The five Great Lakes stretch from Minnesota to near the eastern part of Canada. They contain over 20% of the world’s supply of surface fresh water. They also are all filled to overflowing.
All five of the lakes, and the smaller Lake St. Claire, are either at levels higher than at any time in the past 100 years or are within an inch of them. The levels are expected to break more records as the year progresses. The data on the lake levels comes from the Army Corps of Engineers, which reported, “The new record June levels are between three and four inches higher than the previous records for the month, which were set in 1986 on Lakes Superior, St. Clair and Erie and in 2017 on Lake Ontario. The records for lakes St. Clair, Erie and Ontario are the highest for any month dating back to 1918. Lake Michigan-Huron was less than one inch from its June record. Additional record high water levels are possible on all the Great Lakes and Lake St. Clair this summer.”
The level of the lakes is due to global warming, according to a number of scientists. However, this has not meant that the amount of water has risen each year. Scientific American reported, “As recently as 2013, water levels on most of the Great Lakes were very low. At that time some experts proposed that climate change, along with other human actions such as channel dredging and water diversions, would cause water levels to continue to decline.”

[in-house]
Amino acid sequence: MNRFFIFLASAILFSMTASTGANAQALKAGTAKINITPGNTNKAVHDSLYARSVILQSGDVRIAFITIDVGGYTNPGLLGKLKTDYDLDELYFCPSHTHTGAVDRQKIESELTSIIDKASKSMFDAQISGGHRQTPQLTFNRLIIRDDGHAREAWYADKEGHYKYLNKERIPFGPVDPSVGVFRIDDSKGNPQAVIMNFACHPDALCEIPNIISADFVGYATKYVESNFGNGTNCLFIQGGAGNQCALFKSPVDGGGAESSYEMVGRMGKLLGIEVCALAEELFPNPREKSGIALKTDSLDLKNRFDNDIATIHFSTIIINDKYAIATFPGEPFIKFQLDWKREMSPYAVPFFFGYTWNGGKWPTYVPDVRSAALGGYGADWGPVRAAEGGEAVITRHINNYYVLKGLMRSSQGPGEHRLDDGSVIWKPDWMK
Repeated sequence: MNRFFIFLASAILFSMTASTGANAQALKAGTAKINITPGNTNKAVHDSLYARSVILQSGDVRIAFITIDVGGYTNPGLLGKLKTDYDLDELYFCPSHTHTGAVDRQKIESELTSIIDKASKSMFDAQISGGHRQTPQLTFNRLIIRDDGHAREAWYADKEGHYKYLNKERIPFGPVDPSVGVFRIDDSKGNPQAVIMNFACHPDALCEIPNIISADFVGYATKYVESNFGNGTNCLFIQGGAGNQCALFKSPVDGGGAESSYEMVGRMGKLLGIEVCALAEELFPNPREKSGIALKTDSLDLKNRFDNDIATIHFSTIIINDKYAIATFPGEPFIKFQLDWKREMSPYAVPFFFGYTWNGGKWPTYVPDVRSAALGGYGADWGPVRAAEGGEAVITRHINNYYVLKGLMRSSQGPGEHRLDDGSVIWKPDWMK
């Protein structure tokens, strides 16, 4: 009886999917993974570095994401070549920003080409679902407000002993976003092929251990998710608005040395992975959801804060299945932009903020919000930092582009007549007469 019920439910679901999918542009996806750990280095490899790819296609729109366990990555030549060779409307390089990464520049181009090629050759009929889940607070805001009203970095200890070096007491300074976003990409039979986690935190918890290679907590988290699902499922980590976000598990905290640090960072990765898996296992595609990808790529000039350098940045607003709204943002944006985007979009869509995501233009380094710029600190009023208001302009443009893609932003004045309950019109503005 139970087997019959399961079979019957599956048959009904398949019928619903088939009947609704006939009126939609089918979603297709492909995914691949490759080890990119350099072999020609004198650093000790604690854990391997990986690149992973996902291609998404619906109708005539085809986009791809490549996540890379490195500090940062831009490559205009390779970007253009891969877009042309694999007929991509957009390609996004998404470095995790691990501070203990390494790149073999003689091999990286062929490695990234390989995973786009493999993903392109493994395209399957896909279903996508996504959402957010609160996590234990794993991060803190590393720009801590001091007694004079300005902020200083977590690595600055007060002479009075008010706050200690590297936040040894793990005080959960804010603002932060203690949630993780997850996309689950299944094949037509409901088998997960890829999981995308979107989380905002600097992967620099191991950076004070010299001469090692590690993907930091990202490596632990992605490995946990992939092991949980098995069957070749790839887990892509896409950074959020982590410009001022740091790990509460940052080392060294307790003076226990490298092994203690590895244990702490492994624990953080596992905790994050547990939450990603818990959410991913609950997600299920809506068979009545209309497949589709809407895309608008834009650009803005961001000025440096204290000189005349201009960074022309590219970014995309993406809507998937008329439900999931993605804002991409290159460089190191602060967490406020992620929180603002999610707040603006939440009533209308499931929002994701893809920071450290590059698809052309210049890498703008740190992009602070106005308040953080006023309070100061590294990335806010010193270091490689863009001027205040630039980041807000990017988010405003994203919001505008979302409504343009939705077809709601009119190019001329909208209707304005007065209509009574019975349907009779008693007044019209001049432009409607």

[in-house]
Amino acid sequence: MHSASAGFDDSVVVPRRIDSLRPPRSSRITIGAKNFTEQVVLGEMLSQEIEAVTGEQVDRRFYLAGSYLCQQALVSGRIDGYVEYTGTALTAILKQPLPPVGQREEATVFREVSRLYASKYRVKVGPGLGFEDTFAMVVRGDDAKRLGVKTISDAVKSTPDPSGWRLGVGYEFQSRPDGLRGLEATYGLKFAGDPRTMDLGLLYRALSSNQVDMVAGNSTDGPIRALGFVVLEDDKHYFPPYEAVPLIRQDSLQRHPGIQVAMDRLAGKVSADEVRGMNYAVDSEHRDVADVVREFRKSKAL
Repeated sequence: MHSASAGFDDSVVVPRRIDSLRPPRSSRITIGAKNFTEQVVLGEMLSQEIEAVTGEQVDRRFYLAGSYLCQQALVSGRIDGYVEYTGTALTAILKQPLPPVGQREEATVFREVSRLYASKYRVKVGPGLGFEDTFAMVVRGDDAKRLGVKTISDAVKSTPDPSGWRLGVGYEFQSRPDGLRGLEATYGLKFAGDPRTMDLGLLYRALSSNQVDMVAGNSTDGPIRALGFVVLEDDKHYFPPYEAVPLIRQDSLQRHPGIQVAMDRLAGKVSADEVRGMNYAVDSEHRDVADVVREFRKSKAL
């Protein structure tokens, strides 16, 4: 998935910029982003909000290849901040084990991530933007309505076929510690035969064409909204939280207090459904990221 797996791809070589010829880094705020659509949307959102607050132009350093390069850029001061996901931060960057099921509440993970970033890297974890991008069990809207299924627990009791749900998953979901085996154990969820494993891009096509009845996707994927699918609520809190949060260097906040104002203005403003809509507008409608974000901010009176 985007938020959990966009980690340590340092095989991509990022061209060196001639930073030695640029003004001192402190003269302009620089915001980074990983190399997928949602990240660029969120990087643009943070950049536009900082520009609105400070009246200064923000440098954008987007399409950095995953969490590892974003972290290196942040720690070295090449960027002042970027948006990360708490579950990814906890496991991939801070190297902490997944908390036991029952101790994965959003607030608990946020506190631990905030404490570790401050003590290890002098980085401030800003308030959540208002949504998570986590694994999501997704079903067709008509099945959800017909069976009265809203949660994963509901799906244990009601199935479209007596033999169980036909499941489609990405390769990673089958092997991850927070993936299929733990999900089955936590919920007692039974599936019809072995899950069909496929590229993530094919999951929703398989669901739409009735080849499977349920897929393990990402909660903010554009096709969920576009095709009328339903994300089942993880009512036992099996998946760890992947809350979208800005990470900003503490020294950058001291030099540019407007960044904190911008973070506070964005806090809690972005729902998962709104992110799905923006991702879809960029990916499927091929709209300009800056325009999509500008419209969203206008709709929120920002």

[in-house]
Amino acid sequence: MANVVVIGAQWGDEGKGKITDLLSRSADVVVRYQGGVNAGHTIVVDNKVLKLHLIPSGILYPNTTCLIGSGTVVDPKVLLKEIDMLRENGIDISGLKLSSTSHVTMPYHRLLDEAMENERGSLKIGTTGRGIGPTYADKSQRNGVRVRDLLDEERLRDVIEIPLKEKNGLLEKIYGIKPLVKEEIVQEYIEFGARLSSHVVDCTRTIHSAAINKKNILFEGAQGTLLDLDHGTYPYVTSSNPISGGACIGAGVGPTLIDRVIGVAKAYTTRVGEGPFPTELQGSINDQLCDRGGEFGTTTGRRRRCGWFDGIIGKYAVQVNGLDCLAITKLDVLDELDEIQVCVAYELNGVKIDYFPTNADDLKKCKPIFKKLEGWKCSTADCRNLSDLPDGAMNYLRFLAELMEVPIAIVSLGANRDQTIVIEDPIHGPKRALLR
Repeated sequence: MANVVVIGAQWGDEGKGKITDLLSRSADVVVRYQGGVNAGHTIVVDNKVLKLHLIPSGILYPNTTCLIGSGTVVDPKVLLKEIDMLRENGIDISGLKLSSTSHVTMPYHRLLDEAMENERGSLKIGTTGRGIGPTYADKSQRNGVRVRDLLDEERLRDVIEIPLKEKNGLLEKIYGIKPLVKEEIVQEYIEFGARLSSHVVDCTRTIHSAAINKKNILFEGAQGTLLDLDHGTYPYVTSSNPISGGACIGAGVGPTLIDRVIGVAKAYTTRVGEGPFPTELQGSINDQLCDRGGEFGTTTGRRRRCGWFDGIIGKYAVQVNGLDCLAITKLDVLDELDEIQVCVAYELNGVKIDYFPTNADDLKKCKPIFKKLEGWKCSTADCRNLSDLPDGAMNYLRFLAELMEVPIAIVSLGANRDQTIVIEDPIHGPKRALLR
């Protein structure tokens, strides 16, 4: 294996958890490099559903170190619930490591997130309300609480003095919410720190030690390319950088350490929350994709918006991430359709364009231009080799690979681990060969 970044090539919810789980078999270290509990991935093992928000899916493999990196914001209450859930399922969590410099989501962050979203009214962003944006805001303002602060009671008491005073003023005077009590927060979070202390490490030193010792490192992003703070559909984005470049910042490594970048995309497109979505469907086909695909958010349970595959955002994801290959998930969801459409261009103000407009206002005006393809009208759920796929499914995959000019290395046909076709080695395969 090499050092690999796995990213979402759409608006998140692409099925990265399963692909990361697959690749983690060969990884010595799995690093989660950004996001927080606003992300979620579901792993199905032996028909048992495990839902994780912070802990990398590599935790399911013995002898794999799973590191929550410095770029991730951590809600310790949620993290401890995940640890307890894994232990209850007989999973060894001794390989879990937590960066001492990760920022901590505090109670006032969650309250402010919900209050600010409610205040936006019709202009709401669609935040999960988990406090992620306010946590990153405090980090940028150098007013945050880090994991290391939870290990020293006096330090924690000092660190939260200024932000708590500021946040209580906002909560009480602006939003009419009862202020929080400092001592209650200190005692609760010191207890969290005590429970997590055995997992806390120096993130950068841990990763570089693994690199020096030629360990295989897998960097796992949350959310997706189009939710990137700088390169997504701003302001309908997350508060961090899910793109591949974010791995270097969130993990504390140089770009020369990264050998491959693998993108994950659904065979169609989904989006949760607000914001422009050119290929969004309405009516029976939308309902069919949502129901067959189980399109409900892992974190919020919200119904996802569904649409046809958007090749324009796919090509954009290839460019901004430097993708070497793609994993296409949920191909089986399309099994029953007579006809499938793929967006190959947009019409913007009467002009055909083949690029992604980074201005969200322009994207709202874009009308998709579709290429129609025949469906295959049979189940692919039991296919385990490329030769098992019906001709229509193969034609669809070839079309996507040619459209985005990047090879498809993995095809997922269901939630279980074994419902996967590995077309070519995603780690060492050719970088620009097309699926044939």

Since that time, the rain has drenched much of the central United States, one reason for months of Mississippi River flooding. It also has pushed the Great Lakes to levels far higher than could be imagined in 2013. As has been true with river flooding in the Mississippi and several rivers that flow into it, the impact of property destruction has become considerable. So far, none is among the worst floods in American history.
Two of the primary economic victims created by the lake levels are tourism and damage to property. Many docks and beaches in recreational areas are under water. Beaches and parts of towns on the lakes have been submerged during storms and at high tide. And many cities are in danger of chronic and disruptive flooding — these are 30 American cities that will soon be under water.